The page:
However, in the early hours of Tuesday, November 2, gunmen had raided the staff quarters of the University of Abuja (UNIABUJA), in Nigeria’s Federal Capital Territory (FCT).

They abducted some members of staff, their family members, including a Professor of Economics Joseph Obansa and about five others.

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The abductors demanded ransom of N300 million, but security operatives rescued the victims a few days later and said no ransom was paid.

Recounting his experience to PUNCH Metro, Obansa said he had suffered greatly during the short time in captivity.

“They made us walk over a long stretch, day and night, and when it’s daytime, they blindfolded us. On the first day, they fed us garri with unclean water.

“There was a time when I couldn’t move again after trekking for a long time. They kicked and threatened to waste me if I didn’t stand up. My son had to help me up.  It was a very terrible experience; I never trekked continuously for that long in my life,” he said.

Another victim Sambo Mohammed, who understood the conversation among their abductors, said they most likely infiltrated the FCT from contiguous states like Kaduna.

“They don’t stay in a place. They pushed them from Kaduna and Zamfara states. Because there is no network, they decided to come to this area where network is available. They are not from here, I can confirm that. They told us that they would move us to Zamfara if they did not get their ransom,” he said.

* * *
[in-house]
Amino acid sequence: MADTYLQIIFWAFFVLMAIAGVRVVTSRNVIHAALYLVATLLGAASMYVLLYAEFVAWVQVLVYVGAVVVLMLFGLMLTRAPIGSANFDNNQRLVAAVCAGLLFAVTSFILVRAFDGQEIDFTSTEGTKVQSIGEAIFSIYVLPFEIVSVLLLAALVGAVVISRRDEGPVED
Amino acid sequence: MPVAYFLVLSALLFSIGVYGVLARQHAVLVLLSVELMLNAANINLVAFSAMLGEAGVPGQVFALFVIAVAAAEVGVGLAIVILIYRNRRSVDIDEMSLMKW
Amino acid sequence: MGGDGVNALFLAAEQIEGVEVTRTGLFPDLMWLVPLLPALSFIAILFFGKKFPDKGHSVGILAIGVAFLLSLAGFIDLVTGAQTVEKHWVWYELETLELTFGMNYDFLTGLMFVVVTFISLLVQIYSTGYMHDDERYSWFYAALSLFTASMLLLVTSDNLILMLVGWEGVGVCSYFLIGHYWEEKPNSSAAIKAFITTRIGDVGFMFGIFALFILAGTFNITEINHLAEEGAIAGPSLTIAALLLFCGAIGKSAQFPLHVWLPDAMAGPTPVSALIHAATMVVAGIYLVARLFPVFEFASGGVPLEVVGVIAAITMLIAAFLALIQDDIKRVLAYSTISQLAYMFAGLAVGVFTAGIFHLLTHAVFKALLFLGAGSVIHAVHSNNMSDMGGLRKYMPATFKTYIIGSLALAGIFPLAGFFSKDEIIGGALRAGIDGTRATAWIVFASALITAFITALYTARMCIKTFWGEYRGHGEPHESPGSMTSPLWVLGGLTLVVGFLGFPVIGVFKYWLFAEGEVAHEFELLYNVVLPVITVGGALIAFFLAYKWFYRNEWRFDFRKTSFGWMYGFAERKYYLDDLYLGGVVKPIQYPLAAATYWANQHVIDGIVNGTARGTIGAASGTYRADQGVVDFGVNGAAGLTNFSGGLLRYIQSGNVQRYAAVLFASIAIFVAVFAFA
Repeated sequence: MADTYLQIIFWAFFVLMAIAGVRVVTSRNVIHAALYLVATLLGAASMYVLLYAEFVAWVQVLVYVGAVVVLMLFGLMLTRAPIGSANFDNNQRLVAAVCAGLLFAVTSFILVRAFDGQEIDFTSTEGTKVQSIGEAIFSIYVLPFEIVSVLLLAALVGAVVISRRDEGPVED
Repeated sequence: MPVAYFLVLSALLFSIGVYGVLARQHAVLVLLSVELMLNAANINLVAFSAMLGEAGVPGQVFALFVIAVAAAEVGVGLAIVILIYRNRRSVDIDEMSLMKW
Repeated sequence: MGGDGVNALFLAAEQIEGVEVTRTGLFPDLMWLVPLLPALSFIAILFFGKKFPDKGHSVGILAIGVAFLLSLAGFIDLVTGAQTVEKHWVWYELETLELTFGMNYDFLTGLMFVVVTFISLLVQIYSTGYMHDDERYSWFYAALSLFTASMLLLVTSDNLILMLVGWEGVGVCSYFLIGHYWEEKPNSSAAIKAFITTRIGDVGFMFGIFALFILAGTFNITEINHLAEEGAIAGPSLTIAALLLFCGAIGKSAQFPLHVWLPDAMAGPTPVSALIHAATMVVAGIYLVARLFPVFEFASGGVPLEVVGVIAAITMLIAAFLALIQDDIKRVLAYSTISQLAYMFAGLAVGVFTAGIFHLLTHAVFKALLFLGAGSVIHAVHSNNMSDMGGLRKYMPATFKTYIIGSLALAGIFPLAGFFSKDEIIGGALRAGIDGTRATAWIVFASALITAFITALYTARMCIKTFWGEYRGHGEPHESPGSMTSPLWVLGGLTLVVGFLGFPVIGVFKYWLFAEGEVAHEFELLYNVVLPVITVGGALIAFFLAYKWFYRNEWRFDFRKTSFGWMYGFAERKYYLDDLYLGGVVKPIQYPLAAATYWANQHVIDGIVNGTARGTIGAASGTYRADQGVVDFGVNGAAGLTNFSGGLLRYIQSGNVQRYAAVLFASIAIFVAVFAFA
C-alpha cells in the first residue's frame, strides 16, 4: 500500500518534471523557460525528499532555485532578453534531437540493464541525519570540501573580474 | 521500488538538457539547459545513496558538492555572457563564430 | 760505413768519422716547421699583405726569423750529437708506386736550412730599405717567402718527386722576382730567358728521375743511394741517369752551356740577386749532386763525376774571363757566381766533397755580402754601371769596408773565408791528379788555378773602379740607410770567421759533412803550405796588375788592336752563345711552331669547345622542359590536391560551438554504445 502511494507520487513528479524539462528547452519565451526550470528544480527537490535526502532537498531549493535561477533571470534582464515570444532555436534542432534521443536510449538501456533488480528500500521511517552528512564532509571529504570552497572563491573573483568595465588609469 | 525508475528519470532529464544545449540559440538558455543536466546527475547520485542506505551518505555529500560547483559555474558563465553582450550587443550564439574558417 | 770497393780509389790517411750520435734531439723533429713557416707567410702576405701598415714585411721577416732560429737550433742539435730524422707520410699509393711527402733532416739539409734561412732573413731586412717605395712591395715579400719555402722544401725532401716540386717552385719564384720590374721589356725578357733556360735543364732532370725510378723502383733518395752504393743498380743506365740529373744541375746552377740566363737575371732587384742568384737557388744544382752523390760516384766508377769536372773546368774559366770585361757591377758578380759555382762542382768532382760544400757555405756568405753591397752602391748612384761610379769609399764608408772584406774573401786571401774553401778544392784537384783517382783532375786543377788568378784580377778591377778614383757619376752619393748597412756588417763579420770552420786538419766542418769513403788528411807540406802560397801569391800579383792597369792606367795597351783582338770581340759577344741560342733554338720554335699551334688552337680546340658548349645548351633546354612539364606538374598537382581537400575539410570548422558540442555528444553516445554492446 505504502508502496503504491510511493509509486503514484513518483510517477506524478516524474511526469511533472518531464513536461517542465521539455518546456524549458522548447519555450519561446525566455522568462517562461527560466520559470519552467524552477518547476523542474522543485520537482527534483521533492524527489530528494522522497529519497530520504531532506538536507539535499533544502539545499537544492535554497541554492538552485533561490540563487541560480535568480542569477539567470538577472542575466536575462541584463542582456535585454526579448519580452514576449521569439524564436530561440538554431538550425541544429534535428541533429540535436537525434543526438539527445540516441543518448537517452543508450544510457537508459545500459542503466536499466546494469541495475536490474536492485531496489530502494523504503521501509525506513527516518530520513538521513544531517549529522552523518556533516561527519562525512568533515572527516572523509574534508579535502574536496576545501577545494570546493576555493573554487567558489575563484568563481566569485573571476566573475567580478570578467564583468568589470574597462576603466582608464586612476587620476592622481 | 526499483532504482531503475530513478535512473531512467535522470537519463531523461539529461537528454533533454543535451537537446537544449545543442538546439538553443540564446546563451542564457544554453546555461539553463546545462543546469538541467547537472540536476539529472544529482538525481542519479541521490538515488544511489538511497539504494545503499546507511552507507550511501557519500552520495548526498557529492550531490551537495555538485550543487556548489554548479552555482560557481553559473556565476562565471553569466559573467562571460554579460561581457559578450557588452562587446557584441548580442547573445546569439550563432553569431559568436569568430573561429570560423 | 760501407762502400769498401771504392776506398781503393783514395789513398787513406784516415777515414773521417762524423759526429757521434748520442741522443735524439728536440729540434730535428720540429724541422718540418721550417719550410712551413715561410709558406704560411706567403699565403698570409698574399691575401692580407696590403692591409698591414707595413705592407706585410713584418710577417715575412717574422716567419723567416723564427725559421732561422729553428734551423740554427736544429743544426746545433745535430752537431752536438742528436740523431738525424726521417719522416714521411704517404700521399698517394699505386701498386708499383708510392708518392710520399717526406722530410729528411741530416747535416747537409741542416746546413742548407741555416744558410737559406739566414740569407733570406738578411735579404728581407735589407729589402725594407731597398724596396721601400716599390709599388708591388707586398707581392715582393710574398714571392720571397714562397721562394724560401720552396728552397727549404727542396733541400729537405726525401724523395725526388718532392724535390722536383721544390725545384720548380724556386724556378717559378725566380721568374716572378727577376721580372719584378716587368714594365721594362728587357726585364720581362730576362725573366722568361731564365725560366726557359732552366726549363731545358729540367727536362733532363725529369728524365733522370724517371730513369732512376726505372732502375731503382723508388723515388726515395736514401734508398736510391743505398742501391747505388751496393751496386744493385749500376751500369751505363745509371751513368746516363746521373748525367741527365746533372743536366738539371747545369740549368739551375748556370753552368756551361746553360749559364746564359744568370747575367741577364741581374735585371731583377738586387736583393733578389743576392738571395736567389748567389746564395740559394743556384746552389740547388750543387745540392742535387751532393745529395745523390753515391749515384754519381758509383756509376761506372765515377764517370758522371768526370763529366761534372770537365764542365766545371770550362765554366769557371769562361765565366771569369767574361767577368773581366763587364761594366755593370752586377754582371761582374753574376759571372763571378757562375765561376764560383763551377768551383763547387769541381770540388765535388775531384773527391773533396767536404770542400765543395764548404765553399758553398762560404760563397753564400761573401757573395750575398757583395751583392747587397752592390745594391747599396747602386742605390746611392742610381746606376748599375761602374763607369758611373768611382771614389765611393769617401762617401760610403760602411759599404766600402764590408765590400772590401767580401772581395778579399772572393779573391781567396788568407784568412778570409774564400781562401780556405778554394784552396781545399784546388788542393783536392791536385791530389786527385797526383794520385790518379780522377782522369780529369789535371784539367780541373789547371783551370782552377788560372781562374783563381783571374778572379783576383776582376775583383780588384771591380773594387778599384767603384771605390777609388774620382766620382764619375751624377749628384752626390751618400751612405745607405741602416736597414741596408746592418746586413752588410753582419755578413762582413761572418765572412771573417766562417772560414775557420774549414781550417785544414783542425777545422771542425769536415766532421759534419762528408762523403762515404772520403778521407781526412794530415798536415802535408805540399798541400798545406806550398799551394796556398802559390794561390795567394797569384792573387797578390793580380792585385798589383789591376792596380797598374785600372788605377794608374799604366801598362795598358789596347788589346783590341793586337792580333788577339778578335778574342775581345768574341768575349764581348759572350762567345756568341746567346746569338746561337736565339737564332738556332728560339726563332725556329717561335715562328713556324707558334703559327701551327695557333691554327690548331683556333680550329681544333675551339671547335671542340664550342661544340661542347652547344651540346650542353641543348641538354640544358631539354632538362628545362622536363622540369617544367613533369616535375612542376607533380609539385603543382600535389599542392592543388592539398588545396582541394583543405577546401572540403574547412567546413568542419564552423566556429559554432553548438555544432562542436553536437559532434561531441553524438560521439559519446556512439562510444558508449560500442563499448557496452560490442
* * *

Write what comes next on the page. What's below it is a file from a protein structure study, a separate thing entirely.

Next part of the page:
With unending tales of terrorism and kidnapping spreading across Nigeria, the Federal Capital Territory (FCT) mood seems to be swinging between fear and calmness over threats of terrorism in the nation’s capital.

The UNIABUJA attack is one of the most recent occurrences that have heightened tension over possible terror attacks in the capital, as kidnapping for ransom is gradually becoming rampant.

Beyond the raid on UNIABUJA, several other abductions have been carried out within the FCT.



    Infographics on kidnap victims in FCT from January to November
    Infographics on kidnap victims in FCT from January to November

    When confronted with the UNIABUJA kidnapping and other similar situations, Adeh said she could not identify any reason for the abductions, but intensified efforts were being made by the FCT Police Command to avoid a recurrence.

    “We cannot dispute the fact that it happened. If there is any reason why that incident happened, I can’t say, but since the incident occurred, all hands have been on deck to avoid the recurrence of such, and I can tell you, it has not been happening ever since that time.

    “Abuja is very safe and we have been doing our best,” she said.

    Adeh noted that FCT Police Command now worked closely with other security agencies and community members to forestall future kidnapping cases in the city.

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    Ijeoma Opara is a journalist with The ICIR. Reach her via [email protected] or @ije_le on Twitter.

    Lukman Abolade is an Investigative reporter with The ICIR. Reach out to him via [email protected], on twitter @AboladeLAA and FB @Correction94